International Collaboration

Collaboration between UC Davis, Universitas Hasanuddin, and MARS inc. Symbioscience’s Sustainable Solutions program.

As part of this collaboration I helped lead a variety of projects in Sulawesi, Indonesia including:

1) Designing and Implementing a long term study exploring restoration techniques for seagrass beds in the densely populated and highly polluted Spermonde islands. Indonesia is a seagrass diversity hotspot. Whereas in many areas seagrass beds are typically composed of one or two species, beds in Indonesia often have several different species growing together. Our project explored how planting different numbers and combinations of seagrass species influenced success of restoration efforts. We found that plots with a greater diversity of species had better seagrass survival and growth. Species diversity is often especially important in areas like the Spermonde islands, which experience a variety of stressors, including high nutrient input, scouring from boat anchors, storms, and marine debris. You can read more about the project here.

2) Working on a k-12 citizen science and outreach project with the goals of documenting the quantity and type of marine debris along the coast, teaching students basic science methodology, and teaching students about the environmental impacts of marine debris and what actions they could take to reduce debris.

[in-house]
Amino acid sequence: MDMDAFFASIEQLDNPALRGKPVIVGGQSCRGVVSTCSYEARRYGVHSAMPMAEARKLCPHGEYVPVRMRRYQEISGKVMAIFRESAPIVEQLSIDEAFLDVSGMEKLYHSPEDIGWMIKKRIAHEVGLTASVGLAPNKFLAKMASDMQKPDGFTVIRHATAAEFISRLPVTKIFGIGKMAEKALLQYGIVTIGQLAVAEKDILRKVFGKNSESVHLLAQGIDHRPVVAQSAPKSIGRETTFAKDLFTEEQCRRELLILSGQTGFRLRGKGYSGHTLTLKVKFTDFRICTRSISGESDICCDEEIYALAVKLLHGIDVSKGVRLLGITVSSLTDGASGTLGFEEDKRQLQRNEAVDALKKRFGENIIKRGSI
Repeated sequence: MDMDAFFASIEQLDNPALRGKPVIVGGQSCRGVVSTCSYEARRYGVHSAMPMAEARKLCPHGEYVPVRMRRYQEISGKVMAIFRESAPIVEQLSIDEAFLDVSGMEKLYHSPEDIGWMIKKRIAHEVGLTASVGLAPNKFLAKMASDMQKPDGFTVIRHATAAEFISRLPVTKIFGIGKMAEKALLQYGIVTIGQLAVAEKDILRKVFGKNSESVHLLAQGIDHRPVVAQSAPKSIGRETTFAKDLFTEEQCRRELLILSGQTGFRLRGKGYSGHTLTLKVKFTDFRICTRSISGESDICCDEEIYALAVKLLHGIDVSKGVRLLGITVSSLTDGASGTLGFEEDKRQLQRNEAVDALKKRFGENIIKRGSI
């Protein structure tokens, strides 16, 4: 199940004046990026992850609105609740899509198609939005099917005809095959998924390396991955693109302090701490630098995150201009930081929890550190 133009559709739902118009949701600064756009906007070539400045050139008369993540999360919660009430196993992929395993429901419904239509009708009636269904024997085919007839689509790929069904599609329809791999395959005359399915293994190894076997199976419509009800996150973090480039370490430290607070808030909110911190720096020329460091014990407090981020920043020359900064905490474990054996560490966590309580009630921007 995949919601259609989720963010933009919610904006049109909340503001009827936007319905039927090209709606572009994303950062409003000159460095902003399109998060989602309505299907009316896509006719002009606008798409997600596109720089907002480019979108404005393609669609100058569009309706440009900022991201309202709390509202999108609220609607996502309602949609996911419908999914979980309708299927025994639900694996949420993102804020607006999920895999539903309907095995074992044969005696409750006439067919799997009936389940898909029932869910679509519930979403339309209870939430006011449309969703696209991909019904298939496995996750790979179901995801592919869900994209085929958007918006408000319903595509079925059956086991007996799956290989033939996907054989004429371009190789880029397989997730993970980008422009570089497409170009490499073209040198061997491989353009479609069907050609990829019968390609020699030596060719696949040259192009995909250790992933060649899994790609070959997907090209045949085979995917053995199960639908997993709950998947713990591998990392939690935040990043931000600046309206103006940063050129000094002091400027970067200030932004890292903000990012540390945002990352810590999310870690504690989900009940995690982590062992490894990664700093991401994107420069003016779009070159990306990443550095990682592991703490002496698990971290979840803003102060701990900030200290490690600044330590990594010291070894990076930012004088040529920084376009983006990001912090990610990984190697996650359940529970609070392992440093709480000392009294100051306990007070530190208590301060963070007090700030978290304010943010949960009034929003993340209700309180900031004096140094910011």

3) Helping a team from MARS inc. with monitoring and maintenance of a large-scale coral restoration project in the Spermonde islands. Blast fishing in the area has turned many coral reefs into rumble. The restoration effort lead by the MARS team uses rebar cages, also known as “spiders”, to anchor loose pieces of healthy coral and create the foundation for a new reef.

4) Evaluating the success of a project spearheaded by MARS inc. to provide alternative livelihoods to blast fishing through conversion to ornamental marine species culture. Overfishing and blast fishing are destroying coral reef ecosystems in the Spermonde islands and throughout Indonesia, yet reducing these impacts is challenging when fishing is the primary source of livelihood for many local people. This project aims to reduce the impacts of overfishing, while empowering local people by giving them an alternative source of income. Houses that switch to culturing aquarium species make significantly more income.


This collaboration was funded by PEER (USAID/NSF Partnerships for Enhanced Engagement in Research) and SEED (UCD) grants.